Many years ago, Mark Twain said with a cynical grin on his face, “Always do the right thing; it will gratify some people and astonish everybody else.”
The Daily Herald in Chicago ran an article a couple of years ago about two Newlyweds who lost all their money. This couple had left a black zippered case – the size of a personal calendar – on the roof of their car as they sped away from their reception to begin their honeymoon. The case had all their wedding gift money and other cash gifts from their parents zipped up tight in this black case. When they reached their destination it was gone. The newspaper ran the story. Two days later the same newspaper carried the headline, “Finders Keepers? Not Everyone Believes It.” David Yi, an unemployed suburban resident had found the black case with the $12,000 dollars inside. In spite of the fact that he was unemployed and had mounting bills, he tracked down the couple and gave it back to them. After this hit the newsstands, David was inundated with job offers – you can imagine – employee theft is in the billions every year.
The truth is, goodness is so rare that we are surprised when it happens and aren’t quite sure how to respond.
A USA Today poll found 1 out of every 2 employees admitting to some form of unethical or illegal activity. Whether it is cutting corners on quality control or covering up incidents or lying about sick days or deceiving customers and on and on.
I find it fascinating that Justin Martyr who lived in the second century in Galilee made an interesting observation about Jesus Christ’s work as a carpenter. You remember that the Lord was a carpenter until the age of 30, when he entered the ministry. Justin Martyr actually wrote about farmers still using plows and yokes for the oxen made by Jesus Christ – 75 years later.
Goodness isn’t necessarily discovered in church – it is demonstrated at work . . . in life. It is the refusal of mediocrity.
Track the word goodness or good through your New Testament sometime and feel the urgency of God to see his children demonstrate excellence in character, in occupation, in relationships, in all of life.
Earlier in chapter 12 verse 9, Paul said we should abhor what is evil; cling to what is good.
Those are strong words – we are to despise sin and literally glue ourselves to good.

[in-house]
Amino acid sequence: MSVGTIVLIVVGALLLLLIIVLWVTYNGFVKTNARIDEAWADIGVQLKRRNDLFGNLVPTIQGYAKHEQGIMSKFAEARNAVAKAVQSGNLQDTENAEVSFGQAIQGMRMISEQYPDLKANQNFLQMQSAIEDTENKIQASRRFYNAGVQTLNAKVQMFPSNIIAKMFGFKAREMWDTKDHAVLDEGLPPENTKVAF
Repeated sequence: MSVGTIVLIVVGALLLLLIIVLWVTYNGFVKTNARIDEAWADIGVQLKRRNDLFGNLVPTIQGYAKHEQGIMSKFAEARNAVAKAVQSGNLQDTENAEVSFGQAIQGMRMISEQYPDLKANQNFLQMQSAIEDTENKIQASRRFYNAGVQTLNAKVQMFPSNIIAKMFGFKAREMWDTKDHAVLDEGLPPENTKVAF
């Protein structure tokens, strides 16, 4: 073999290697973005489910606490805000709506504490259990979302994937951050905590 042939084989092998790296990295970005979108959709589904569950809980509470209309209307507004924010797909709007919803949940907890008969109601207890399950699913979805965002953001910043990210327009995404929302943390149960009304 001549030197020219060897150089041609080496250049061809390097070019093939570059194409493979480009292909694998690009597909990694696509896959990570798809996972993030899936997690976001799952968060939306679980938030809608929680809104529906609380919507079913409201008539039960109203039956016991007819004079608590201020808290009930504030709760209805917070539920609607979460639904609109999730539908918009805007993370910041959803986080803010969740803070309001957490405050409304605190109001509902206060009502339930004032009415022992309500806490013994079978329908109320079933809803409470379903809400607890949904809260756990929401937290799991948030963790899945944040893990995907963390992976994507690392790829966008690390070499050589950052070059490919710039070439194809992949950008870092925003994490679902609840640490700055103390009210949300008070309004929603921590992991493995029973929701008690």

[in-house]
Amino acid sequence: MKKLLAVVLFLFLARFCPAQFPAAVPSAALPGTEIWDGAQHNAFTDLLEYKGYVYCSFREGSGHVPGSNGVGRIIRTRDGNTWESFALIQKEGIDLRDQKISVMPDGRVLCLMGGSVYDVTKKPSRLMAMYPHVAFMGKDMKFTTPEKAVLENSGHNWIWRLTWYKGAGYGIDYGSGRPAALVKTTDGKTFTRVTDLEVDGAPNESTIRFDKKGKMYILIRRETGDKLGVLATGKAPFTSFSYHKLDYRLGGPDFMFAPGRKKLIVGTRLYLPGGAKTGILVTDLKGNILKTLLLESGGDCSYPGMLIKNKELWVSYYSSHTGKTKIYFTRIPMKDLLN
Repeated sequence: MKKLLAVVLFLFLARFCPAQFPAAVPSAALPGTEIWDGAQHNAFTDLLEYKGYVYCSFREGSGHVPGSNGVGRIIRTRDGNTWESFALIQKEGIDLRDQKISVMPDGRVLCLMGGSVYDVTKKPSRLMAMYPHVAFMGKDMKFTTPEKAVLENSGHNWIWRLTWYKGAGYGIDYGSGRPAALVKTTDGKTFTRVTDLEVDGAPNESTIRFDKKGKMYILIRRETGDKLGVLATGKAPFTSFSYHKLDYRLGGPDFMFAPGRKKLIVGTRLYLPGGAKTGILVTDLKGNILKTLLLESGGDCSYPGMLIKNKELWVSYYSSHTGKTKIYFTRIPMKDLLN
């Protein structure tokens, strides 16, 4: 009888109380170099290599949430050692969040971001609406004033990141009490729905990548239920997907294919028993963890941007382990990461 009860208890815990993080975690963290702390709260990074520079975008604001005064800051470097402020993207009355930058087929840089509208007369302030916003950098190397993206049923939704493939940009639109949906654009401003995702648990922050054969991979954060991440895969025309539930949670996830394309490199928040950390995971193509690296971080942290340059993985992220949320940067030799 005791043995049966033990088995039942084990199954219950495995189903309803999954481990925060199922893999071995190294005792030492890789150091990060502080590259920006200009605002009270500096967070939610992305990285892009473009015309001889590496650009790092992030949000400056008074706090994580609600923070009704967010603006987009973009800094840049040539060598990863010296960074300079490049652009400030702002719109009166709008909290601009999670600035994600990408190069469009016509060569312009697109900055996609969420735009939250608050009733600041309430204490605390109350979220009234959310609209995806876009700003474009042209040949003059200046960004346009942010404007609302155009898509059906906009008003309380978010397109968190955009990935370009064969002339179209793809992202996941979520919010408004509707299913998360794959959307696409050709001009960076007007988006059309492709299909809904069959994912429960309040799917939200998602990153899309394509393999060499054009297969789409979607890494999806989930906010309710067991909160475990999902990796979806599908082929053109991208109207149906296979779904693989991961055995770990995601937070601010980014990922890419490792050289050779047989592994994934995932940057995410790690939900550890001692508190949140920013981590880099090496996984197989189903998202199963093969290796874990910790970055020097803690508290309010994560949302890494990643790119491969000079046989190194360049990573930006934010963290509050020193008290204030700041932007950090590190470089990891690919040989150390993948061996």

Twice in chapter 13 verse 3 Paul challenges the believer to do what is good as a citizen of earth and heaven.
Paul gave a pep-talk to the Galatians as he wrote in chapter 6 verse 9, And let us not lose heart in doing good . . .” Why do you think Paul had to write, “don’t lose heart in doing good?
Because you can easily lose heart . . . doing good doesn’t automatically result in thank you cards . . . notes of appreciation . . . a promotion or a bonus at work.
Maybe you have felt the discouragement and perhaps resentment when it’s the lazy, conniving employee who gets employee of the month. And you are the one who has been sweating it out, faithfully taking on not only your tasks, but even helping that other employee out.
I learned firsthand the perils of working a little too hard while I was in college. Several of my friends and I worked on an assembly line, making microwaves. All I had to do on this assembly line was attach two metal legs onto a small motor and then press a plastic fan onto the motor – it would be a small internal fan used to cool the microwave. When I finished making it, I’d hand it over to the worker on the assembly line just a few feet away and then start on another one. When I was assigned this post, the guy before me had only a couple of them assembled and ready for the assembly line.
I was afraid it might be a difficult spot. However, after working for only 3 hours, I had boxes of them stacked around me, ready and waiting. I pulled a box of them over to the line and all the guy had to do was reach in and he was ready to go.